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As the world continues to mourn the loss of Nelson Mandela, the South African government has announced funeral plans for the man they call Madiba. The first black president of South Africa died on Thursday at age 95.
Mandela’s death was first announced to the world by South Africa’s current president, Jacob Zuma. “Our nation has lost its greatest son,” he said during a televised speech. “His humility, his compassion and his humanity earned him our love.”
U.S. President Barack Obama, who cited Mandela as an influence on his political career, also made a statement, saying that Mandela now “belongs to the ages.”
In a statement today, Zuma announced how his country plans to celebrate Mandela’s life over the next 10 days, before he is laid to rest on Dec. 15. in his home village of Qunu.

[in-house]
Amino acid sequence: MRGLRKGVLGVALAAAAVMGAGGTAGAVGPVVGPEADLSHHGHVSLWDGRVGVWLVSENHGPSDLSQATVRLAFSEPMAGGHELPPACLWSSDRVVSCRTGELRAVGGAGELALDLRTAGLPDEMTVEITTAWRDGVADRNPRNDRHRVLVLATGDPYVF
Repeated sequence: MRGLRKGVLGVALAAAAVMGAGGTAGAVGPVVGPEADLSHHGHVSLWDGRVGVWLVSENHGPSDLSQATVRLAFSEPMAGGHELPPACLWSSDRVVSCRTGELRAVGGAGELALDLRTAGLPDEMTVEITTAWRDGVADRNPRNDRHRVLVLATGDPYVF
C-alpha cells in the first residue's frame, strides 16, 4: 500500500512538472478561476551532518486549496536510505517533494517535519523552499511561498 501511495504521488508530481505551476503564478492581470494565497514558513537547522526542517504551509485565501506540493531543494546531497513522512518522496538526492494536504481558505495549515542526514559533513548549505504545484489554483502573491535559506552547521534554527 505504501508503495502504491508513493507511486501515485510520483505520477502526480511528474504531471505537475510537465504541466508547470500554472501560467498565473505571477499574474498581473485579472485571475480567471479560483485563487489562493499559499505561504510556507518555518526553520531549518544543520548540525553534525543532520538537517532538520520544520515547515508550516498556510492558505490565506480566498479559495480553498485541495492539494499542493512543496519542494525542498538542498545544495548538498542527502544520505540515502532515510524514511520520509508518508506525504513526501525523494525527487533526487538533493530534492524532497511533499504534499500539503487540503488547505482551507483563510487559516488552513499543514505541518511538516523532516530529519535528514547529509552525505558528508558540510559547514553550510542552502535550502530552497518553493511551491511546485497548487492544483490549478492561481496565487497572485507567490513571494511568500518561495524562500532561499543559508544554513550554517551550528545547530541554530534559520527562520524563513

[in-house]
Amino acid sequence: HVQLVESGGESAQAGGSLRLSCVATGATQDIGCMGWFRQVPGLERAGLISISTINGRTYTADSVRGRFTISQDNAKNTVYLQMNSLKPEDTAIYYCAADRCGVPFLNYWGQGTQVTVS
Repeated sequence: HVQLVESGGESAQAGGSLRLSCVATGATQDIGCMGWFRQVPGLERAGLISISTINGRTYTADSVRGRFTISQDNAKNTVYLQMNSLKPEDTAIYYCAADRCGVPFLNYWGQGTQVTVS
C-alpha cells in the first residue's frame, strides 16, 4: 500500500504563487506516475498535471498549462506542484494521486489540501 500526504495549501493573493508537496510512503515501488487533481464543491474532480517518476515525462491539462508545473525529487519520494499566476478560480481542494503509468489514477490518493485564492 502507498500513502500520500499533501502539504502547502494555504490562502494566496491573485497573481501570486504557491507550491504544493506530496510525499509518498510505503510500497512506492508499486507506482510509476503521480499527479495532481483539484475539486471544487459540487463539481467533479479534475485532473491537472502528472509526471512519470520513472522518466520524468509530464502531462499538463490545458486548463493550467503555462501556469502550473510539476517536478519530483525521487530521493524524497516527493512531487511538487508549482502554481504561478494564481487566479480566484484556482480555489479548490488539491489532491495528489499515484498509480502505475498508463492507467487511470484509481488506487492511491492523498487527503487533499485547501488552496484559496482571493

First, this Sunday will be a “national day of prayer and reflection,” Zuma said. “We call upon all our people to gather in halls, churches, mosques, temples, synagogues and in their homes for prayer services and meditation, reflecting on the life of Madiba and his contribution to our country and the world.”
A full week of events is planned for next week, starting with a memorial service at Johannesburg’s FNB Stadium. Then, from Dec. 11 to Dec. 13, Mandela’s body will lie in state at the Union Buildings in Pretoria, the country’s capital.
CNN notes that FNB Stadium is where Mandela made his final public appearance, during the 2010 World Cup final. A White House official told CNN that Obama is making arrangements to attend the memorial.
“Once again we thank all South Africans for the dignity, respect and the support that has been provided to the Mandela family, from the period of Madiba's illness to his eventual passing,” Zuma said. “The outpouring of love that we experienced locally and abroad was unprecedented. It demonstrates the calibre of leader that was Madiba.”
image: Wikimedia Commons